1. Define basic concepts that characterize psychology as a field of scientific inquiry; and appreciate the various subfields that form the discipline as well as things that differentiate it from other related disciplines. Develop an understanding of the central questions, issues in contemporary psychology.
2. Be familiar with the range of methods used to investigate psychological questions.
3. Develop skills to critically evaluate the presentation of scientific ideas and research in the popular media.
4. Develop competence in reading and evaluating original scientific papers.
5. Become familiar with the basic concepts of statistics and develop skills in evaluating information from a statistical perspective.
6. Develop and articulate, both orally and in written form, a testable hypothesis, or an argument drawing from an existing body of literature.
7. Develop competence in interpreting graphical data to understand what is being compared/manipulated (independent variables) and what is being measured (dependent variables).
8. Be familiar with the history of psychology as a field and different theoretical and empirical frameworks that have defined and shaped the field.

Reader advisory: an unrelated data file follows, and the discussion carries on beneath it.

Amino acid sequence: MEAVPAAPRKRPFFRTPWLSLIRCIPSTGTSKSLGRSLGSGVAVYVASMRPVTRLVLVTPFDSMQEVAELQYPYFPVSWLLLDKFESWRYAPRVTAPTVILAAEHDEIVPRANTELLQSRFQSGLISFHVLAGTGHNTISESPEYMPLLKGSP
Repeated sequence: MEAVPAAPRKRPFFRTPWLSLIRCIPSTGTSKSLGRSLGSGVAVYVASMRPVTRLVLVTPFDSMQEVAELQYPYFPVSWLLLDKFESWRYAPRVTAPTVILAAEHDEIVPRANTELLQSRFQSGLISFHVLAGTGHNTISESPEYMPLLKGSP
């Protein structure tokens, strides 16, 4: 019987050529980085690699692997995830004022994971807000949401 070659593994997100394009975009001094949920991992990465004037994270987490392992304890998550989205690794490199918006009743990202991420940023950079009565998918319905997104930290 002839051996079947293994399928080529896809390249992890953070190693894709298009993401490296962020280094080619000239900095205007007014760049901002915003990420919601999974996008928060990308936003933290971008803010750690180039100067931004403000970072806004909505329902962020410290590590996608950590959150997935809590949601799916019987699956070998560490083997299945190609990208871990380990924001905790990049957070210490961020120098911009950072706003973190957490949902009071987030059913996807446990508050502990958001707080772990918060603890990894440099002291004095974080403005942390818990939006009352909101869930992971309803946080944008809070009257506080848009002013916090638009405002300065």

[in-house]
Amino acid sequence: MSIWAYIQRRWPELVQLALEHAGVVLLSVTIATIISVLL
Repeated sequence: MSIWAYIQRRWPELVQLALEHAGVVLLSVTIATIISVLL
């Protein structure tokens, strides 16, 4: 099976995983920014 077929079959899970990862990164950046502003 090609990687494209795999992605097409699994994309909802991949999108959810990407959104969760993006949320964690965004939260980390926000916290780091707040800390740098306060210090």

9. Apply a psychological principle to an everyday problem; or take an everyday problem and identify the relevant psychological mechanisms/issues.
10. Develop a deeper understanding of one of the major content areas of psychology (i.e., Social/personality, Developmental, Clinical, Cognitive, Biological).
11. Develop an understanding and an appreciation of how social (e.g., environmental/cultural), and biological (genes, hormones) factors jointly shape human behavior.
12. Develop an awareness of the importance of science to humanity while recognizing its limits (i.e., some scientific knowledge is culture specific and may not applicable to the human condition universally)